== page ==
Here are the shows that I will not be watching: Reality Shows. You will not be sucking me in!
So What will you be watching?
This book has been popular for quite some time so I won't say too much about (as it wouldn't surprise me if most of you smarties have already read it). If you do want to read a fine review read Janssen's review here. What I will say is that it is wonderfully written and very fast paced (I read it in a little over 1 day) and that the characters are beautifully developed. Easily a 5 (out of 5) star book for me.
I can hardly wait to read the second one--fortunately I suspected that I would enjoy The Hunger Games and have been on the request list for the sequel for a few months now and expect to get it in the next 2 weeks.
Here is what I learned from him last night:
1/3 of high school graduates will never read another book after graduation.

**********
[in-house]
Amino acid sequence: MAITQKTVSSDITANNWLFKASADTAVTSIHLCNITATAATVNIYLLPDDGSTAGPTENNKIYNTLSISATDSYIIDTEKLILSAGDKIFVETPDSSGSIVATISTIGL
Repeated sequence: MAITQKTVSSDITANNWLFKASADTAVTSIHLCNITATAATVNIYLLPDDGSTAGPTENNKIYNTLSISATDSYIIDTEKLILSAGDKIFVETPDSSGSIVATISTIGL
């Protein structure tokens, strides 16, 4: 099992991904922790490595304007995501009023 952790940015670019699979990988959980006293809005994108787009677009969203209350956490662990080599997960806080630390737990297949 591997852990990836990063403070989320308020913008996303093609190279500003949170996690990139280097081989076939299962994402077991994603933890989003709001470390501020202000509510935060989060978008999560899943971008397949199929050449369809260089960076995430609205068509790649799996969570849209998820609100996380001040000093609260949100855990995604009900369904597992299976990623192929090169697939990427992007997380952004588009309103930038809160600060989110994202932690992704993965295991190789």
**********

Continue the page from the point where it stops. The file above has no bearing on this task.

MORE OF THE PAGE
42% of college graduates will never read another book after graduation.
80% of families in the U.S. have not purchased or read a book in the last year.
Those numbers make me literally sick to my stomach (especially the one that shows that an increase of education from high school to college results in less reading!!!).
I implore you to go read something! And don't come back until you do--that's right I'll give up my rather small readership if it means a book gets read.
Tonight The Big Read will be properly kicked off in my town with a special lecture by Fred Adams who is the founder of the Utah Shakespearean Festival.
What, some of you may be asking, is The Big Read. Well, The Big Read is a national program sponsored by the National Endowment for the Arts, Arts Midwest, and the Institute for Museums and Libraries that attempts to get Americans reading again by allowing cities to pick a book each year and then providing the funds for that city to place a copy of that book in every home in the city. To further promote the reading and discussion of the book local libraries then put together exhibits, programs, lectures, book group meetings, film screenings, and more.
This year my city chose Tom Sawyer by Mark Twain--haven't read it since high school. And while I am unsure of Fred Adams' connection to Tom Sawyer I thoroughly adore the man and have always found him to be entirely fascinating and informative so tonight is sure to be fabulous.